The cost of a higher education continues to rise, and many students find that even if they get scholarships and/or grants crushing student loan debt often comes with that shiny new degree.
The good news is that there is help paying back those student loans, if you know where to look.
Income Based Repayment Plan
On July 1, the federal government began operating a new income based repayment plan for Stafford, Grad PLUS and consolidation loans made under the FFEL and Direct Loan programs. This plan allows graduates to arrange reduced payments on their loans if student loan debt is 1.5 times their gross income. The program attempts to help students by extending the loan term out and requiring a payment of between 8% and 15% of monthly income, depending on earnings and family size. Students have to show annual documentation to prove continued hardship, and after 25 years, whatever remains on the loan is forgiven. More information on Income Based Repayment can be found at studentaid.ed.gov.
Student Loan Forgiveness
Choose the right profession, and you could have all or part of your student loans forgiven.
If you serve the public for 10 years in your profession, at the end of those years, the remaining balance on Stafford, Grad PLUS or Direct Loan consolidations is forgiven. (In most cases, student loan forgiveness is not considered income for tax purposes.)
Jobs eligible for Public Service Loan Forgiveness include:
• Federal, state, local and tribal government jobs.
• Military and public schools and colleges.
• Full-time positions in Peace Corps or AmeriCorps.
• Non-profit, tax-exempt 501(c)(3) organizations.
Public Service Loan Forgiveness is compatible with the new Income Based Repayment; if you take a low-paying public service job for 10 years and use IBR, most of your student loans are likely to be forgiven. You can find out more about Public Service Loan Forgiveness at IBRinfo.org.
You can also receive full or partial student loan forgiveness through part-time AmeriCorps and Peace Corps positions, as well as through Volunteers in Service to America. Aid for military service members through the G.I. Bill and through programs offered by the Army National Guard are also available.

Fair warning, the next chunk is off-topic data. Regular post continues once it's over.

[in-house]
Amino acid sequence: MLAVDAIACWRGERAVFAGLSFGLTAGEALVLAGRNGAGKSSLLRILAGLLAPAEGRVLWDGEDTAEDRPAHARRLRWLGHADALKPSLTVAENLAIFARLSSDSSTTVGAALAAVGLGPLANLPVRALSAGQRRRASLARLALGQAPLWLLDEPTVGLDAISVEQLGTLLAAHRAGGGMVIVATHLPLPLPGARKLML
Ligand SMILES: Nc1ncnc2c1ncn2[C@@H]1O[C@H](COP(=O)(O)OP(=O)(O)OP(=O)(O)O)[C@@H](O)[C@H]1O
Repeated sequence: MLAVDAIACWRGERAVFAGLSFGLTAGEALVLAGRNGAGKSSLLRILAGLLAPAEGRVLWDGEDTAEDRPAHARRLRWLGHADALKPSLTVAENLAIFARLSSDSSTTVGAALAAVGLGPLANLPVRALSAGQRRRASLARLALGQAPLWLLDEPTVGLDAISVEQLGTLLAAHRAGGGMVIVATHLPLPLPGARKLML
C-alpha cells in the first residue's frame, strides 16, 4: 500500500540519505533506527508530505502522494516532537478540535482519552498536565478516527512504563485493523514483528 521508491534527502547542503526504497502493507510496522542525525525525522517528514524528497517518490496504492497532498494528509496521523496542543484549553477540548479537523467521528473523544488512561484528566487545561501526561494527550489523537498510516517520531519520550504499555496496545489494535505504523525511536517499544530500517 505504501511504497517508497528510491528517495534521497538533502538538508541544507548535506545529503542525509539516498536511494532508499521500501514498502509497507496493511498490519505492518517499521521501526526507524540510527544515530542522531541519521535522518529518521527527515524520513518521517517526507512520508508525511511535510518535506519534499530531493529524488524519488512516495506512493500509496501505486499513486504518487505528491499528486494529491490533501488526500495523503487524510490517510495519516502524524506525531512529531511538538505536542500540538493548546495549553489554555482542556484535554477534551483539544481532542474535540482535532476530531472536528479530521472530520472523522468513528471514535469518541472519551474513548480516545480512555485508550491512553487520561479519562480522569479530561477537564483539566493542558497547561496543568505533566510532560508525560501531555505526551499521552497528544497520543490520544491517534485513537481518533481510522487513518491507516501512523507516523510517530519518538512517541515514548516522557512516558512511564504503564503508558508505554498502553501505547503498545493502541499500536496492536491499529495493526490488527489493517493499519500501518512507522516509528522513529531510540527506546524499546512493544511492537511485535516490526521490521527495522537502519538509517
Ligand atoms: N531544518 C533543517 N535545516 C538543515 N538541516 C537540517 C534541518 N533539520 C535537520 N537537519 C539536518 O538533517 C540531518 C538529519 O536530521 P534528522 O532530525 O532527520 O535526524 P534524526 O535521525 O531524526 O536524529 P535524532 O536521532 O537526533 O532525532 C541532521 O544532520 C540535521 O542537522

One Debtor's Story
Teri Smith recently graduated from BYU-Idaho with a teaching degree. She started teaching at a rural school last year, and will return for the coming school year. “If I teach for five years in a row, I can get student loan forgiveness for teaching at a Title I school,” she says.
Smith is not alone: The Teacher Loan Forgiveness Program encourages teachers to share their talents with low-income students in areas that often suffer from teach shortages.
There are also student loan forgiveness programs for graduates in legal and medical studies. Some states also offer student loan forgiveness programs. Maryland, Alaska and Mississippi are three states with well-known and generous programs aimed at recruiting qualified graduates to enter certain professions. FinAid.org has a list of loan forgiveness programs and how you can find out about their eligibility requirements.
Of course, if you do not qualify for any of these programs, and you still need help repaying your student loans, you could try forbearance or deferment from your lender. Neither of these options is as generous as student loan forgiveness, though, and many students may find that it is worth it to plan a profession that gives back to them—even as they give to society.
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